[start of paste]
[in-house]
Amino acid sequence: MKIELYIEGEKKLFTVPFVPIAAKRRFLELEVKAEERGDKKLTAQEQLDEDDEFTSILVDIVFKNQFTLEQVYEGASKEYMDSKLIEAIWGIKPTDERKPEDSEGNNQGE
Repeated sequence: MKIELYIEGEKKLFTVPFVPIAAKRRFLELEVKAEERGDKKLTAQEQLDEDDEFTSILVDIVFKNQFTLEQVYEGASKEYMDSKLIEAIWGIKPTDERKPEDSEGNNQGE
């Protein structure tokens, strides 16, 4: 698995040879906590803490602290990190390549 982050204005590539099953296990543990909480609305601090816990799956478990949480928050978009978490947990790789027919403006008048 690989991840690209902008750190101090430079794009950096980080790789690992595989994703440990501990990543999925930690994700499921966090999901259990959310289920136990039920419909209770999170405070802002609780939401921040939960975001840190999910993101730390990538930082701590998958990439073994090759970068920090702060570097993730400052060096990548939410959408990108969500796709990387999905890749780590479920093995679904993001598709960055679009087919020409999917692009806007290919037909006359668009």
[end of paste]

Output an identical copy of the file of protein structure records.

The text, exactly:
[in-house]
Amino acid sequence: MKIELYIEGEKKLFTVPFVPIAAKRRFLELEVKAEERGDKKLTAQEQLDEDDEFTSILVDIVFKNQFTLEQVYEGASKEYMDSKLIEAIWGIKPTDERKPEDSEGNNQGE
Repeated sequence: MKIELYIEGEKKLFTVPFVPIAAKRRFLELEVKAEERGDKKLTAQEQLDEDDEFTSILVDIVFKNQFTLEQVYEGASKEYMDSKLIEAIWGIKPTDERKPEDSEGNNQGE
């Protein structure tokens, strides 16, 4: 698995040879906590803490602290990190390549 982050204005590539099953296990543990909480609305601090816990799956478990949480928050978009978490947990790789027919403006008048 690989991840690209902008750190101090430079794009950096980080790789690992595989994703440990501990990543999925930690994700499921966090999901259990959310289920136990039920419909209770999170405070802002609780939401921040939960975001840190999910993101730390990538930082701590998958990439073994090759970068920090702060570097993730400052060096990548939410959408990108969500796709990387999905890749780590479920093995679904993001598709960055679009087919020409999917692009806007290919037909006359668009």